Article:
Subject: Re: Is mediocrity the norm in computer science ?
From: (Rob Warnock)
Date: 1 Jul 2002 02:13:37 GMT
Newsgroups: comp.lang.lisp
Message-ID: <afodsh$59ki2$>
Gordon Joly <> wrote:
| "Programming is one of the most difficult branches of applied
| mathematics; the poorer mathematicians had better remain pure
| mathematicians."
| "How do we tell truths that might hurt?"
| Edsger W. Dijkstra, 18 June 1975

Indeed! Many of the other "truths that might hurt" in that article
are still very applicable today, too. E.g., the one that's my
favorite when I think of Common Lisp versus other languages:

	"About the use of language: it is impossible to sharpen
	a pencil with a blunt axe. It is equally vain to try to
	do it with ten blunt axes instead."
	"Besides a mathematical inclination, an exceptionally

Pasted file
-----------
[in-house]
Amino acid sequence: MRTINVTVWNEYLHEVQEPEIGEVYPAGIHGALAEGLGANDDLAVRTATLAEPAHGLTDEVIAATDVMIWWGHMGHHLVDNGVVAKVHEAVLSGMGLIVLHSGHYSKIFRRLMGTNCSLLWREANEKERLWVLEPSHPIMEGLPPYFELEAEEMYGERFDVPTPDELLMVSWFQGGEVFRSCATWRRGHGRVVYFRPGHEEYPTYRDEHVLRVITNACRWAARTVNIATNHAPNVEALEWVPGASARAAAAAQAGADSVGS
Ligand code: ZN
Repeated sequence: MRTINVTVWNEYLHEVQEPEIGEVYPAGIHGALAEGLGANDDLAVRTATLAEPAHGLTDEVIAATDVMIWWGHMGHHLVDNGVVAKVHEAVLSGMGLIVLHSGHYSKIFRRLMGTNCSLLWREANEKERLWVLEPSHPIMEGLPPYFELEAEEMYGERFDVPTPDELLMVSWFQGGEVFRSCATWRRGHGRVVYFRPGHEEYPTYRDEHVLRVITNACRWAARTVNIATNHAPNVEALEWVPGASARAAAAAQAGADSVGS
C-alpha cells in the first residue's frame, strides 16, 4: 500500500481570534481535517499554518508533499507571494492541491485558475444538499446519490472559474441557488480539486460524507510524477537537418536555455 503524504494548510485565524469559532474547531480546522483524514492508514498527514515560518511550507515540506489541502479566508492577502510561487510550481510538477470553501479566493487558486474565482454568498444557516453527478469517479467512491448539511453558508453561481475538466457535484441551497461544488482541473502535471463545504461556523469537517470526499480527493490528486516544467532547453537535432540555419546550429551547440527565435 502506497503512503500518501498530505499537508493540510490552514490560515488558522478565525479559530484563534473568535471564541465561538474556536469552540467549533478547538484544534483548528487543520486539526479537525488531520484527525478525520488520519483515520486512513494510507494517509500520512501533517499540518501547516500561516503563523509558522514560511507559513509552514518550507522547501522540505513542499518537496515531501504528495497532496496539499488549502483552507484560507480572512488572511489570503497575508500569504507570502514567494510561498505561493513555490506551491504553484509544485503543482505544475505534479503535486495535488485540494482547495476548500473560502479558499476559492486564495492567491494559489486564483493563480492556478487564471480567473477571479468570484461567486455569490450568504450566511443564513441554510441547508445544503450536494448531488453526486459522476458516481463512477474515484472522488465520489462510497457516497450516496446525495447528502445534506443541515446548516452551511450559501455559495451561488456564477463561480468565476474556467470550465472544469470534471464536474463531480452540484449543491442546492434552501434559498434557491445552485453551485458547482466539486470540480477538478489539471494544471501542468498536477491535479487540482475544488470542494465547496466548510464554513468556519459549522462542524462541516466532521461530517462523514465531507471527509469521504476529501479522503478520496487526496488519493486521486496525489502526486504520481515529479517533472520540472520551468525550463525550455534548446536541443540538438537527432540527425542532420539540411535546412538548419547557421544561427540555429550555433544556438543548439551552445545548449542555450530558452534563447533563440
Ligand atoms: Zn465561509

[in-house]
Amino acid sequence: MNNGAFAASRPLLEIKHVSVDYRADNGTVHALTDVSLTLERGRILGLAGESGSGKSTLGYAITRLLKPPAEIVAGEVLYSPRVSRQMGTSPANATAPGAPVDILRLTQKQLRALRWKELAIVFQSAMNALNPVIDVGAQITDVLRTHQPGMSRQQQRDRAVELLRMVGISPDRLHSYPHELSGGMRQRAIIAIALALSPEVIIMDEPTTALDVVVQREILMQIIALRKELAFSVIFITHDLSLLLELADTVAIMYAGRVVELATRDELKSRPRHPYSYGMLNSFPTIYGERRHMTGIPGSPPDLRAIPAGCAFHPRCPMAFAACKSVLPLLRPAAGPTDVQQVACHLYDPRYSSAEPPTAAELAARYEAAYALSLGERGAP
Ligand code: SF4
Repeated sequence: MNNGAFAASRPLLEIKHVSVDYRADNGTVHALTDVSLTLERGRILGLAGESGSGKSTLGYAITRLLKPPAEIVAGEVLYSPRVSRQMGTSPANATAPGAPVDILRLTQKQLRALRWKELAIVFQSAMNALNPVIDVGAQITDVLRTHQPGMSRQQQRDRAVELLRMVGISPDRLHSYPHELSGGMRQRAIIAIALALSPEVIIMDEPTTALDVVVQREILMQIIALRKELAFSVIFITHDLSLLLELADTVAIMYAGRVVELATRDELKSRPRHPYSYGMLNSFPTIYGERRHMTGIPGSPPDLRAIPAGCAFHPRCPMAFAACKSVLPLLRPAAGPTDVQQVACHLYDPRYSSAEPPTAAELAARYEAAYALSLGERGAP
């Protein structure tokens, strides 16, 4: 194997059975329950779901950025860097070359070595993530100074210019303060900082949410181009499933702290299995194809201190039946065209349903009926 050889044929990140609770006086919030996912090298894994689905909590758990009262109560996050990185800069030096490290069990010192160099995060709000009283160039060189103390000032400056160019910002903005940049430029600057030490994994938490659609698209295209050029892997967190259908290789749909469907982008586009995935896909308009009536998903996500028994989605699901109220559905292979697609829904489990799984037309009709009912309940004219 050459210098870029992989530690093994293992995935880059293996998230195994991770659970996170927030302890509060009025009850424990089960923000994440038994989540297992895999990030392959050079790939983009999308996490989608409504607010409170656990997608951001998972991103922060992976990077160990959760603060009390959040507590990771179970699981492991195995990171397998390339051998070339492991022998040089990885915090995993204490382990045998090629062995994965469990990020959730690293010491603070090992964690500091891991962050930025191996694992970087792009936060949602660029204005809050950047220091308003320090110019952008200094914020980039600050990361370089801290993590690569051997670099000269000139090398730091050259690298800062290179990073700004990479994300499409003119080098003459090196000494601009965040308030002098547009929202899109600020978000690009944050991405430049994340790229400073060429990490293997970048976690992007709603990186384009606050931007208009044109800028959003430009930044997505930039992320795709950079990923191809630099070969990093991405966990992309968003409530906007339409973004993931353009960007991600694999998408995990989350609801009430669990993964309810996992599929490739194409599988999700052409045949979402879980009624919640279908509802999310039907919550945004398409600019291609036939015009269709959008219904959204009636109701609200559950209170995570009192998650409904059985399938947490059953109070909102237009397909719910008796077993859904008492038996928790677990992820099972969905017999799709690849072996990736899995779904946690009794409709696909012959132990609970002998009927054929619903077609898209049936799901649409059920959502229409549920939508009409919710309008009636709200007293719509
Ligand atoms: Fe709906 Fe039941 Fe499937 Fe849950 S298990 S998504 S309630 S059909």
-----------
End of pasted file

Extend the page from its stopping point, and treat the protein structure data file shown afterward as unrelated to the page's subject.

good mastery of one's native tongue is the most vital
	asset of a competent programmer."

Note: Dijkstra is *not* a native speaker on English. Yet (at
least in his technical writing, as I have not heard him speak)
his English is a delight to read, unvaryingly precise and pellucid
(albeit with occasional quaintly-archaic grammar).

| quoted from
| University of Virginia, Department of Computer Science
| CS655: Programming Languages, Spring 2001

Hmmm... That seems to have been transcribed from the
original. A more authoritative copy may be found at
<URL:>, where all
of the publicly-available EWD### reports are archived:


[Note: Most of these are PDFs of scanned images of Dijkstra's
orginal hand-typed manuscripts. Not always the best quality,
but historically interesting.]

And he's still cranking out some goodies, e.g.:

	"The end of computing science?"

in which he argues that we *still* don't have a clue about how
to separate the complexity intrinsic to a given problem from that
"accidentally" added by the implementation of a chosen solution.
[Although one might suggest that the PLT group's "How To Design
Programs" <URL:> takes a useful step in that


Rob Warnock, 30-3-510		<>
SGI Network Engineering		<>
1600 Amphitheatre Pkwy.		Phone: 650-933-1673
Mountain View, CA  94043	PP-ASEL-IA

[Note: and aren't for humans ]